The announcement of Luis Razia as second driver at Marussia means that the two halves of the 2013 F1 grid have a very different character; with stability in the front half and wholesale change in the second half of the grid, which features five drivers who have never started a Grand Prix before.
Whereas among Red Bull, Ferrari, McLaren, Lotus, Mercedes and Force India there are currently only two driver changes; Hamilton to Mercedes, replaced at McLaren by Perez and a new driver at Force India.
The other five teams have seen enormous change.
Sauber has two new drivers, Hulkenberg has started 39 races and Gutierrez 0
Toro Rosso Retains the same drivers – Ricciardo has just 31 starts and Vergne 20
Williams has Maldonado with 39 starts and Bottas with 0
Caterham has Pic with 20 starts and Van der Garde with 0
and Marussia has Chilton and Razia who have no GP experience.
This in itself is interesting, but of course new blood has to come in and they have to start somewhere.
But, going deeper, this year’s grid, especially the bottom half, is a sign of the changing times, particularly with experienced fee-earning drivers like Kovalainen, Glock and Kobayashi making way for less experienced drivers with budget; this is partly forced by the recession of the last four years, but also by the costs the teams are incurring with a massive set of rule changes for 2014.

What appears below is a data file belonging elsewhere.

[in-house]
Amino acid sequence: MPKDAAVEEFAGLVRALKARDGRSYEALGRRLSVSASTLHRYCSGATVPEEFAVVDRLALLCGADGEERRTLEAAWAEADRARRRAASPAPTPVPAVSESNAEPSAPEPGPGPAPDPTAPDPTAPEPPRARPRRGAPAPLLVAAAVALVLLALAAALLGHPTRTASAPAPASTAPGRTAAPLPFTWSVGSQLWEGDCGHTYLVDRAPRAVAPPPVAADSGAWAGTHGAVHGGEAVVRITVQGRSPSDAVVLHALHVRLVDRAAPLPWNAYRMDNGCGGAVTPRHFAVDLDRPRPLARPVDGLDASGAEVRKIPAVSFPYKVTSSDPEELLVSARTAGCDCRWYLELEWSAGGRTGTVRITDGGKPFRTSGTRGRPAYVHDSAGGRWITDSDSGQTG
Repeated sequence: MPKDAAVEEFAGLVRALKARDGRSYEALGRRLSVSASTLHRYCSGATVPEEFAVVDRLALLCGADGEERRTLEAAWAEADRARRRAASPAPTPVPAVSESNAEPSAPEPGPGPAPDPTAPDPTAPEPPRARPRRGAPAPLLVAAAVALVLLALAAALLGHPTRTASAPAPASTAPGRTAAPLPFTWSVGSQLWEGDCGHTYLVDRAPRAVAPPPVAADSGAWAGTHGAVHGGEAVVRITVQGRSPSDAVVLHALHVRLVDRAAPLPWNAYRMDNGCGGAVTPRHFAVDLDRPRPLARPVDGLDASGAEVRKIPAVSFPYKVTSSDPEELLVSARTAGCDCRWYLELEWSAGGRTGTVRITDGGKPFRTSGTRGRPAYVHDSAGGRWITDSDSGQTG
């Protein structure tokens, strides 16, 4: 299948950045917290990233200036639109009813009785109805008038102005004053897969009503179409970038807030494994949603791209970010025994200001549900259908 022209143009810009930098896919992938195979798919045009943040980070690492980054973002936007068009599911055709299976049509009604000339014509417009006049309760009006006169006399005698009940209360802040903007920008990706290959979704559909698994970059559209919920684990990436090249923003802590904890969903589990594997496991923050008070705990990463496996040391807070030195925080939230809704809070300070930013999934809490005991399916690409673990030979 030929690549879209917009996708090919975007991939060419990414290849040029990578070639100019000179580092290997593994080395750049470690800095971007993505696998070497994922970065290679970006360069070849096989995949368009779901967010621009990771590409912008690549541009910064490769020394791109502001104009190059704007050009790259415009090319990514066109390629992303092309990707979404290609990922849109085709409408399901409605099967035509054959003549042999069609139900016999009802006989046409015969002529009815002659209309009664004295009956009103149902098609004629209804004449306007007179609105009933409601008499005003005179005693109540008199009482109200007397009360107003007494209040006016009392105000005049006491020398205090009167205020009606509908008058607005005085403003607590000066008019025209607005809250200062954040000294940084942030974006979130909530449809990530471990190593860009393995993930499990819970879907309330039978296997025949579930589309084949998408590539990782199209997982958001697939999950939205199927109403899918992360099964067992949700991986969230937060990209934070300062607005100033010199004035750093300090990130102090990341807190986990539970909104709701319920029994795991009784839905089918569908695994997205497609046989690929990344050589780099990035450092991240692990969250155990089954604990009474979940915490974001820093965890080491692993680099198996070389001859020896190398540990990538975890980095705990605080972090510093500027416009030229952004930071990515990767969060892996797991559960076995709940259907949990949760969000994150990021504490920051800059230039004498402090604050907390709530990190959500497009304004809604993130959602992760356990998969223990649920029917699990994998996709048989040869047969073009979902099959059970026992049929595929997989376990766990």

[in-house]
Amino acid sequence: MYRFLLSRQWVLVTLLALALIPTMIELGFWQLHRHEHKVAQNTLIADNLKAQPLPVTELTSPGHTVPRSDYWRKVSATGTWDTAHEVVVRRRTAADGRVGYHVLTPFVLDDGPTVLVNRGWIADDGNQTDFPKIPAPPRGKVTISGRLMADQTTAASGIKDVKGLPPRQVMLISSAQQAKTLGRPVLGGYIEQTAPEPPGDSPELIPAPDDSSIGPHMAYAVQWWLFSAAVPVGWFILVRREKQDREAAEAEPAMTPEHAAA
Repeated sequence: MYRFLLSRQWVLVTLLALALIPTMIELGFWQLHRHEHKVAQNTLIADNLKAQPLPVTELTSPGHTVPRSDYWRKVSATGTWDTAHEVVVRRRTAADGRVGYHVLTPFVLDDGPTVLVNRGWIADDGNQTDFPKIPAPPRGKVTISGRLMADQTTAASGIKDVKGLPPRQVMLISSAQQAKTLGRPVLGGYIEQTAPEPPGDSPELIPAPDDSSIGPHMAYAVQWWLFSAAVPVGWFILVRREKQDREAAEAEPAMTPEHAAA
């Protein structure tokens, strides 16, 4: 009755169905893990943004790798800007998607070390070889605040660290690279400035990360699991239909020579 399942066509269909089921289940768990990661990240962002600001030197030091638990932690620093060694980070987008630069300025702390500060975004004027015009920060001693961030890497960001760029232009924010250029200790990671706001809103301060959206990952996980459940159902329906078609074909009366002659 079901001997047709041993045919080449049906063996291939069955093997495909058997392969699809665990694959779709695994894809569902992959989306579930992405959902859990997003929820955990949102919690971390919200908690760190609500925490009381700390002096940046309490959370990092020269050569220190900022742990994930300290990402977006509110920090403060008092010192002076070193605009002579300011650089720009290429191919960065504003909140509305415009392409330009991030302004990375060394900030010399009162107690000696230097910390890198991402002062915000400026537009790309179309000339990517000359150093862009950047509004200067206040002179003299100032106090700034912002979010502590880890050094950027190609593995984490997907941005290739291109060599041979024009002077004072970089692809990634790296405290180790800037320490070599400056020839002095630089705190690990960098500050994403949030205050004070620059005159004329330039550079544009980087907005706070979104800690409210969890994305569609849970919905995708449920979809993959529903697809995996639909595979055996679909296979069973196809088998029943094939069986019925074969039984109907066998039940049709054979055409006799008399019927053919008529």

Many teams have been forced to take drivers with budget ahead of drivers who need to be paid, in order to build up a war chest to make a 2014 car and buy a supply of the expensive new 1.6 litre V6 turbo engines.
It could be avoided if the teams could get their act together and agree a cost control mechanism, which meant that the teams could survive on their share of the sport’s commercial revenues plus some sponsorship and could work with the sport to ensure that the best drivers available are coming through the junior categories and into their cars.
Sadly F1 does not work like that.
What will all of this do to the racing? Time will tell.
However, as we posted here a few months ago, where F1 must be very careful over the next few years, is that it continues to have a conveyor belt of superstar drivers, drivers with international box office appeal, for the future.
Vettel, Alonso, Button, Raikkonen, Schumacher – all made their debuts with the teams listed above (or antecedents of them e.g. Minardi/Toro Rosso)
How many of the drivers outlined above in the lower half of the grid can be considered possible stars of the future? Drivers who inspire the public (like in the photo above) driver whom the public will pay good money to watch, both in the grandstands and on their Pay TV services?
Possibly Bottas, but beyond that?